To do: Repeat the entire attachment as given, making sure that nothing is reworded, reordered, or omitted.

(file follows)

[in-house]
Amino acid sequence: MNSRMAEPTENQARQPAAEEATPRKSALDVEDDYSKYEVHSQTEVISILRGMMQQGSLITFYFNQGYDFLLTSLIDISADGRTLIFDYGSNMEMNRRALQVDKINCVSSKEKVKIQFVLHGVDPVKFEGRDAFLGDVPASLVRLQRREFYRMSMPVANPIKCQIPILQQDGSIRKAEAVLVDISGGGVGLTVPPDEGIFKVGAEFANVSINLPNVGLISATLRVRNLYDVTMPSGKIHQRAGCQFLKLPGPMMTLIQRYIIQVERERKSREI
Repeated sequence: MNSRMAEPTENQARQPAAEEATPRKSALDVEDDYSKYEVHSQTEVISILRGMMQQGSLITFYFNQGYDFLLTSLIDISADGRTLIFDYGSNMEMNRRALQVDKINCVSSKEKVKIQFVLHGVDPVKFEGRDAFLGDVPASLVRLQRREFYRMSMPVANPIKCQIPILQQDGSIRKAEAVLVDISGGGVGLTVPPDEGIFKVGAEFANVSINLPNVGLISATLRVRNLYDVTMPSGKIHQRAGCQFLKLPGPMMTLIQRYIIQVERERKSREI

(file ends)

[in-house]
Amino acid sequence: MNSRMAEPTENQARQPAAEEATPRKSALDVEDDYSKYEVHSQTEVISILRGMMQQGSLITFYFNQGYDFLLTSLIDISADGRTLIFDYGSNMEMNRRALQVDKINCVSSKEKVKIQFVLHGVDPVKFEGRDAFLGDVPASLVRLQRREFYRMSMPVANPIKCQIPILQQDGSIRKAEAVLVDISGGGVGLTVPPDEGIFKVGAEFANVSINLPNVGLISATLRVRNLYDVTMPSGKIHQRAGCQFLKLPGPMMTLIQRYIIQVERERKSREI
Repeated sequence: MNSRMAEPTENQARQPAAEEATPRKSALDVEDDYSKYEVHSQTEVISILRGMMQQGSLITFYFNQGYDFLLTSLIDISADGRTLIFDYGSNMEMNRRALQVDKINCVSSKEKVKIQFVLHGVDPVKFEGRDAFLGDVPASLVRLQRREFYRMSMPVANPIKCQIPILQQDGSIRKAEAVLVDISGGGVGLTVPPDEGIFKVGAEFANVSINLPNVGLISATLRVRNLYDVTMPSGKIHQRAGCQFLKLPGPMMTLIQRYIIQVERERKSREI